Count Jon Stewart among the legion of frustrated supporters of President Obama.So Stewart equates obama with Jesus. How very typical of the leftist loonies who supported the loser-in-chief. Reminds me of the old joke about obama and Bush out in a boat. The boat sinks and the two walk on top of the water back to shore. The next day the headlines read "Obama walks on water! Bush can't swim."
Appearing on Fox News' The Bill O'Reilly show Wednesday, the liberal comedian said he thought Obama would do a better job when he voted for him in the 2008 presidential election.
"I think people feel a disappointment in that there was a sense that Jesus will walk on water and no you are looking at it like, 'Oh look at that, he's just treading water' … I thought he'd do a better job," said Stewart.
The oldest rule in politics is to control your story.One of the topics I research is skill sets among the IS workforce. Different types of organizations desire different sets of skills in their employees. The desired skills also vary by organizational level (entry level, mid-level, etc.) and function (marketing, accounting, IT, etc.) Not exactly rocket science, I know, but hey - it beats working for a living.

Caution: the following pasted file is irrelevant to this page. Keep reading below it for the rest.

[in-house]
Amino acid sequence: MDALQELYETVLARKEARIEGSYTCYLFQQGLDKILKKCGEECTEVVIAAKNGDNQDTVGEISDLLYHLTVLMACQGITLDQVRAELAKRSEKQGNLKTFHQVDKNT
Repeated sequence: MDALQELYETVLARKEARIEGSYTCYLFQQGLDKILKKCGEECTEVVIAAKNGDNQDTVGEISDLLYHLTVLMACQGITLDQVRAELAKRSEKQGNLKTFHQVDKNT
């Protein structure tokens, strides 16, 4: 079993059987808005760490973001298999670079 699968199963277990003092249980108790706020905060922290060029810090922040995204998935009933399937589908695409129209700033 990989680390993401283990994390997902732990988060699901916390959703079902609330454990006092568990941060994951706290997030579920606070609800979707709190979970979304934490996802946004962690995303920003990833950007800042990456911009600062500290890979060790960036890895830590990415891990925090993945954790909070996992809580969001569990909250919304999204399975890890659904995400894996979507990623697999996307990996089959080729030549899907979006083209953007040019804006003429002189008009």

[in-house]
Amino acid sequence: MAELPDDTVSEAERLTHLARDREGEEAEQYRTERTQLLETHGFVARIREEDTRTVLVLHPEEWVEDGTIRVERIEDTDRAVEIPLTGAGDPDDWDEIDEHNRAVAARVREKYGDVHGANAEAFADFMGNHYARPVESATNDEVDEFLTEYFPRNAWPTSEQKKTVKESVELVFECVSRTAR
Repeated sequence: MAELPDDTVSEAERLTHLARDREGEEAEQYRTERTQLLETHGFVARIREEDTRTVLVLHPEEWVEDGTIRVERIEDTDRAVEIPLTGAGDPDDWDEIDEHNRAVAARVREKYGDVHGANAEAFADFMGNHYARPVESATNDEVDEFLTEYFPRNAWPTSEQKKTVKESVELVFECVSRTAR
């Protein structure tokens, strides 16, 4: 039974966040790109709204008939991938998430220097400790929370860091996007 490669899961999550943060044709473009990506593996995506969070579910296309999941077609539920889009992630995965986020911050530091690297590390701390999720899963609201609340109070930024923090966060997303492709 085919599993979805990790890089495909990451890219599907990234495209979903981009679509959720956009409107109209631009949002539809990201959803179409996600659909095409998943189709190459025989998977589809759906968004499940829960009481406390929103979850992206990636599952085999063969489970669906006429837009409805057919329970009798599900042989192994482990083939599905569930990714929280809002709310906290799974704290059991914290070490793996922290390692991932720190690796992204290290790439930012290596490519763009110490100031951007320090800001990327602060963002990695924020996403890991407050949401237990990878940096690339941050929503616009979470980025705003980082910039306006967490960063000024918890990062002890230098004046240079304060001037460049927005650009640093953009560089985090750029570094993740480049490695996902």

What that means is that, if there are five weeks to go in an election, and your party -- meaning the Democrats -- is in big trouble, the narrative you want to tell voters is: "Why you should re-elect Democratic majorities."
I have been amazed over the past several weeks by how the White House has lost control of the story.